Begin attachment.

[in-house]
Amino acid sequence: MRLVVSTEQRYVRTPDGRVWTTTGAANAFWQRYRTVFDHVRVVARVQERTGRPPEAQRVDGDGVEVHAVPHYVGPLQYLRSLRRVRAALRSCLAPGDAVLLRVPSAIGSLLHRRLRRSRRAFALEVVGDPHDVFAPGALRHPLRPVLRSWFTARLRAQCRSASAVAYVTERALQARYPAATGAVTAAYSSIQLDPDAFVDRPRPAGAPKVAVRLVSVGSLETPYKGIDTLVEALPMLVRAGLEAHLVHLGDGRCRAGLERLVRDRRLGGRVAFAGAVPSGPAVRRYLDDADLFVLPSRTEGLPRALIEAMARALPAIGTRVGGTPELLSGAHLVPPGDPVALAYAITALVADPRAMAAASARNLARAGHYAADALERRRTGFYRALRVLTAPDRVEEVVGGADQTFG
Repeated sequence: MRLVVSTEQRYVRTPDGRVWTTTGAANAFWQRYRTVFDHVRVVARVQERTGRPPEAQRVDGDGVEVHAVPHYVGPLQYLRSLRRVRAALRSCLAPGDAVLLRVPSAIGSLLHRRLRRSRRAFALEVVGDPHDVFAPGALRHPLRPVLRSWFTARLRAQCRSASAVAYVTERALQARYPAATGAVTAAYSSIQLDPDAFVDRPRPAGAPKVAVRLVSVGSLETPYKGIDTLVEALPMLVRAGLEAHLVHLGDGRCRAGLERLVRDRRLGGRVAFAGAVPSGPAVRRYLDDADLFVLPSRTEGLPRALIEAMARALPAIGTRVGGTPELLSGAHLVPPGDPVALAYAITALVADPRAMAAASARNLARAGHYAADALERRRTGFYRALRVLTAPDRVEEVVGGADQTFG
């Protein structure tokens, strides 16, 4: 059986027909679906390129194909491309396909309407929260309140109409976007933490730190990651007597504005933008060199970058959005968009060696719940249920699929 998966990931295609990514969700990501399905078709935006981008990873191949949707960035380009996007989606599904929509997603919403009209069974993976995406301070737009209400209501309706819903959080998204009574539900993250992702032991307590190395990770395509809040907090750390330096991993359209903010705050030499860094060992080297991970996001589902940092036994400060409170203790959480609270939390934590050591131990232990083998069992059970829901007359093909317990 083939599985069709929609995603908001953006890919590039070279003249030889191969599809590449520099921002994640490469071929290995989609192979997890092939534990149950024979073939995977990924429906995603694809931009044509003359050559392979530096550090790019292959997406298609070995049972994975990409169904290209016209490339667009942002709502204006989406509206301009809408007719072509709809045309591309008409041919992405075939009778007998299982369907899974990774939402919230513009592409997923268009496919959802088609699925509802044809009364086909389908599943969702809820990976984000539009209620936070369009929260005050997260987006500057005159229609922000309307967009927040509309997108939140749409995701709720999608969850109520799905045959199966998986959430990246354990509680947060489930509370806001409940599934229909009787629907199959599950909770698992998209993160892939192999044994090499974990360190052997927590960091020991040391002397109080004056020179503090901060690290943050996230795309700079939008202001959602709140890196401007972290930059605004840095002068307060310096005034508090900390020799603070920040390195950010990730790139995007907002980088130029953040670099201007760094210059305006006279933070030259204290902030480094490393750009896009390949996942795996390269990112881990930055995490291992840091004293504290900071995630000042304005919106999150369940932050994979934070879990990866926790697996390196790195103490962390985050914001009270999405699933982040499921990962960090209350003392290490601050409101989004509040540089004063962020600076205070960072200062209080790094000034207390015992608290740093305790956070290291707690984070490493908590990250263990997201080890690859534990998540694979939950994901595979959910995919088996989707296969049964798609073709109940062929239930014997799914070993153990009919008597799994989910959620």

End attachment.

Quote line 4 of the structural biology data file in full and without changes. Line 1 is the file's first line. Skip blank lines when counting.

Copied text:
């Protein structure tokens, strides 16, 4: 059986027909679906390129194909491309396909309407929260309140109409976007933490730190990651007597504005933008060199970058959005968009060696719940249920699929 998966990931295609990514969700990501399905078709935006981008990873191949949707960035380009996007989606599904929509997603919403009209069974993976995406301070737009209400209501309706819903959080998204009574539900993250992702032991307590190395990770395509809040907090750390330096991993359209903010705050030499860094060992080297991970996001589902940092036994400060409170203790959480609270939390934590050591131990232990083998069992059970829901007359093909317990 083939599985069709929609995603908001953006890919590039070279003249030889191969599809590449520099921002994640490469071929290995989609192979997890092939534990149950024979073939995977990924429906995603694809931009044509003359050559392979530096550090790019292959997406298609070995049972994975990409169904290209016209490339667009942002709502204006989406509206301009809408007719072509709809045309591309008409041919992405075939009778007998299982369907899974990774939402919230513009592409997923268009496919959802088609699925509802044809009364086909389908599943969702809820990976984000539009209620936070369009929260005050997260987006500057005159229609922000309307967009927040509309997108939140749409995701709720999608969850109520799905045959199966998986959430990246354990509680947060489930509370806001409940599934229909009787629907199959599950909770698992998209993160892939192999044994090499974990360190052997927590960091020991040391002397109080004056020179503090901060690290943050996230795309700079939008202001959602709140890196401007972290930059605004840095002068307060310096005034508090900390020799603070920040390195950010990730790139995007907002980088130029953040670099201007760094210059305006006279933070030259204290902030480094490393750009896009390949996942795996390269990112881990930055995490291992840091004293504290900071995630000042304005919106999150369940932050994979934070879990990866926790697996390196790195103490962390985050914001009270999405699933982040499921990962960090209350003392290490601050409101989004509040540089004063962020600076205070960072200062209080790094000034207390015992608290740093305790956070290291707690984070490493908590990250263990997201080890690859534990998540694979939950994901595979959910995919088996989707296969049964798609073709109940062929239930014997799914070993153990009919008597799994989910959620």